Facebook FAQ - Angry at God
Q: Is it acceptable to be angry at God?
It better be. So many of the Psalms express anger, exasperation, frustration with God. (ie Psalm 44) Moses complained to God about God's inaction, or God's delay to act. (ie the end of Exodus 5) Different leaders, believers, and disciples found themselves at odds with what was happening to them or around them, or resisting what was about to happen, and expressed themselves in anger with God. In faith, scripture often screams at God to do something different, even to undo something that has already happened.
It’s natural for humans to be angry. Humans are made from God‘s own self, and God gets angry. God was angry when some of God's people are enslaved. The prophets express God’s anger and frustration with how humanity is neglecting its relationship with God and our obligations to love and help one another. God was angry with religious and political leaders who failed to teach and practice love, justice, truth, and peace. Many of Jesus‘ words were angry, especially when speaking to the religious and political leaders of his day, or when watching the lack of courage, conviction, or understanding in his disciples (the middle of Matthew 17).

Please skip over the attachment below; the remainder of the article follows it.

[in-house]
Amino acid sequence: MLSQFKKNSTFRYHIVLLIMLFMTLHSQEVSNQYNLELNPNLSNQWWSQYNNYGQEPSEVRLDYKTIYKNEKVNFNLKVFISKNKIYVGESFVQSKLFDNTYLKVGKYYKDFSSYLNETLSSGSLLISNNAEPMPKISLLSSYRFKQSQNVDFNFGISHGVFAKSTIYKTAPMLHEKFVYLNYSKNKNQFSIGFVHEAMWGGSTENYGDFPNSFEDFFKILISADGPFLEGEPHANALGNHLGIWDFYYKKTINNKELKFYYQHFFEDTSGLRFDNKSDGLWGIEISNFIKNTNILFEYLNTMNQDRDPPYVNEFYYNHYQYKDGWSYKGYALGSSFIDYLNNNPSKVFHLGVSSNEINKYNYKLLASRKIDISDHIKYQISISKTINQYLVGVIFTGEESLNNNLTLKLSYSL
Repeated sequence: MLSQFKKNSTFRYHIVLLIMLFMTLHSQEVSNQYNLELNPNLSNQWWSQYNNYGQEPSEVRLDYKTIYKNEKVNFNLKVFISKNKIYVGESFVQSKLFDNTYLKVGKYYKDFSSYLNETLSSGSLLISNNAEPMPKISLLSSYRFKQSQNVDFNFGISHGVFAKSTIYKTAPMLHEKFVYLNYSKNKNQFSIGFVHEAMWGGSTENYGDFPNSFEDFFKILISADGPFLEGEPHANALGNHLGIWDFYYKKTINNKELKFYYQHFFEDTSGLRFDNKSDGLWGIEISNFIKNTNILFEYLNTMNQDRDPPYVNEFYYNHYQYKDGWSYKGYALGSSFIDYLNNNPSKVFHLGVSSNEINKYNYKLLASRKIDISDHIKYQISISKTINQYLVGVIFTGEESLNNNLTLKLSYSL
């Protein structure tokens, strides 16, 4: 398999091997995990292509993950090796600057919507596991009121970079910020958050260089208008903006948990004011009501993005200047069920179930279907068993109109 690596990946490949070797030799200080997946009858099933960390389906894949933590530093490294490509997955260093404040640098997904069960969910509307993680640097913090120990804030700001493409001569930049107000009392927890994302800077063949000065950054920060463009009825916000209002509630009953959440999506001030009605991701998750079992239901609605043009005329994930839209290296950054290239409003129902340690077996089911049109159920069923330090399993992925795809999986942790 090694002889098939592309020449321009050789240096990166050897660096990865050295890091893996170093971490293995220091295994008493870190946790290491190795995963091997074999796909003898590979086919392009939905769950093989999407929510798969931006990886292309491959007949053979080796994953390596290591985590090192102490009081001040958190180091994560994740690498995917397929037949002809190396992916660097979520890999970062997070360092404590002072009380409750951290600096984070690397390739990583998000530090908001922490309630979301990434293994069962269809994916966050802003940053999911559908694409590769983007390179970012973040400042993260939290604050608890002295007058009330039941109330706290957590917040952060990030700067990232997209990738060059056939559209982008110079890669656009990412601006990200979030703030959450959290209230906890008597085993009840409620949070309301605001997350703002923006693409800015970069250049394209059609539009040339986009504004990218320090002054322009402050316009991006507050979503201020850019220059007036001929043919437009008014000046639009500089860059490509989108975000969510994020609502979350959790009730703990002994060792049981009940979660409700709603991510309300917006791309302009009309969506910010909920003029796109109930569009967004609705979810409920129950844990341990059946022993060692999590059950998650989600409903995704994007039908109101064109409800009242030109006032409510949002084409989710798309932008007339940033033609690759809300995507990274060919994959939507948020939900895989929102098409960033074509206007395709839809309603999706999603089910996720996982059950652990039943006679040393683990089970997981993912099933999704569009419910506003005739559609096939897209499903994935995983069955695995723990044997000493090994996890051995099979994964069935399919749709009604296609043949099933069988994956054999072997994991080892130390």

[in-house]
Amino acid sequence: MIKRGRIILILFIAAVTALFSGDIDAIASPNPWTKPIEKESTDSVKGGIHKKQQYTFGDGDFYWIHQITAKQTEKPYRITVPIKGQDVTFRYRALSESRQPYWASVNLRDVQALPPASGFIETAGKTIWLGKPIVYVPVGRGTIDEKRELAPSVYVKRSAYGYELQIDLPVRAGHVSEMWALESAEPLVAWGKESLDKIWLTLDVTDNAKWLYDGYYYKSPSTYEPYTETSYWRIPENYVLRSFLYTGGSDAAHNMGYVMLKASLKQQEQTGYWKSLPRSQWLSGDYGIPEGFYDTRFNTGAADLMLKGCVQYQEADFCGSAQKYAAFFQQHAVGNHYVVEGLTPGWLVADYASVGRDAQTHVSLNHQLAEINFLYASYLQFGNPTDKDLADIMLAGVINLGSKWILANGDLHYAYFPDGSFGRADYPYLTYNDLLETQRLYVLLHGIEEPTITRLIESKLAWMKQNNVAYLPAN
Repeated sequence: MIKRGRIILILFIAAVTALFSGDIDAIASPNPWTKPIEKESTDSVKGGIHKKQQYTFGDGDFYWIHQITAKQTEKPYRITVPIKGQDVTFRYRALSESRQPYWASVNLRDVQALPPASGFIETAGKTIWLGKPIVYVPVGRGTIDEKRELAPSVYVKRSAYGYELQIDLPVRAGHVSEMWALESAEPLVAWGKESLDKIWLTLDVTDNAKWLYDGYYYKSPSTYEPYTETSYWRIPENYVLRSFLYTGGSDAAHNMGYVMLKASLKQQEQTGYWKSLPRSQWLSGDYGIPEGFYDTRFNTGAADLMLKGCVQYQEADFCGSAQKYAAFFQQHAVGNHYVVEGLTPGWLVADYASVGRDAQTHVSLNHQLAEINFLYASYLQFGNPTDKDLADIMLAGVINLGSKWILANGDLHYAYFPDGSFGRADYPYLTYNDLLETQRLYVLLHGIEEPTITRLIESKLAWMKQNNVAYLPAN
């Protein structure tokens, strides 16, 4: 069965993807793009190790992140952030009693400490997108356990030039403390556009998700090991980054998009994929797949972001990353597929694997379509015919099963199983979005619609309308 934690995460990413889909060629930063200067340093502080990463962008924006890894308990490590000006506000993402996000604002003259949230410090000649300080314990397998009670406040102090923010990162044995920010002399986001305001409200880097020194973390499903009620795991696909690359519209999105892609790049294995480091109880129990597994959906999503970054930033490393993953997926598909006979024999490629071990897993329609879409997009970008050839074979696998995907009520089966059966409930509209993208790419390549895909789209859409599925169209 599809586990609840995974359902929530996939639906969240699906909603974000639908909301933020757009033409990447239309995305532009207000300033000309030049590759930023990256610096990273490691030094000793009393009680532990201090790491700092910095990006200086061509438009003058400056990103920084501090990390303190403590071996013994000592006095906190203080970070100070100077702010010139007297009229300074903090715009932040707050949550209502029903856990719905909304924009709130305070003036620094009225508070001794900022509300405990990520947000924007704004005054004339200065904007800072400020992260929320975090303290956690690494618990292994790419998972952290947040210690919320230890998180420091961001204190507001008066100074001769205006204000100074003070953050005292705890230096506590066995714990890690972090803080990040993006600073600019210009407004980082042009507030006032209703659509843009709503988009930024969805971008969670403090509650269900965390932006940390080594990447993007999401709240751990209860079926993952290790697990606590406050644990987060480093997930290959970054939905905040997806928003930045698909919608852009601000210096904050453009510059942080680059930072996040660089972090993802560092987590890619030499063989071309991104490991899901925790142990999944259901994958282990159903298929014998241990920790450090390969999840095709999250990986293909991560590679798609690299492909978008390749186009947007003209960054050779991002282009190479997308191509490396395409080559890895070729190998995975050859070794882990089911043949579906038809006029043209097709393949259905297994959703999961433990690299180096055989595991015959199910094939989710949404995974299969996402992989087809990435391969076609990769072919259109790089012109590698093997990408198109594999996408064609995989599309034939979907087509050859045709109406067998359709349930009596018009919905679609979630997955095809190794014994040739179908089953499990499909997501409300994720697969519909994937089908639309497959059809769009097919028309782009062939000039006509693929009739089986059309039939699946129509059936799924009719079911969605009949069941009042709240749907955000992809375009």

So yes, it’s okay to feel (and be) angry… with God, with others, with leaders, with the way our world seems to be spinning away from God’s beloved garden of abundance instead of closer to it. Anger is a reasonable response to the injustices and atrocities we see and experience, especially if they are done in God's name.
But anger cannot be the point or the end. Unbridled anger can be dangerous. It can blind us or bury us in its tempting gravity of self-righteousness or revenge. It can trick us into severing relationships that need reconciliation or walking away from problems that need healthy solutions.
Good anger forces truth and accountability. Good anger names injustice and doesn't let it go unchallenged. Good anger names sin in the systems and inspires action to cleanse the brokenness so that fewer victims suffer in the future. Those are the same issues that inspire God's anger, and God expects nothing less than anger from us.
Let's be careful not to blame God as the reason for our anger, though. Lies, hate, war, violence, poverty, slavery, racism, cheating, untimely death deserve our anger, but these things are not from God. Be angry, and be angry along with God, not AT God. God is also angry with these sins and evils. Let's not aim our anger at God, as if God is the source of these sins and evil.
Instead, let's share our anger with God. Hear God's sadness and anger at these things with us. Then let's ask God how to respond. If the response we hear is truly from God, the suggestion will likely push us up from the seat of anger back into the world to embody truth, hope, love, accountability, forgiveness, and reconciliation.
Rev. Joel L. Tolbert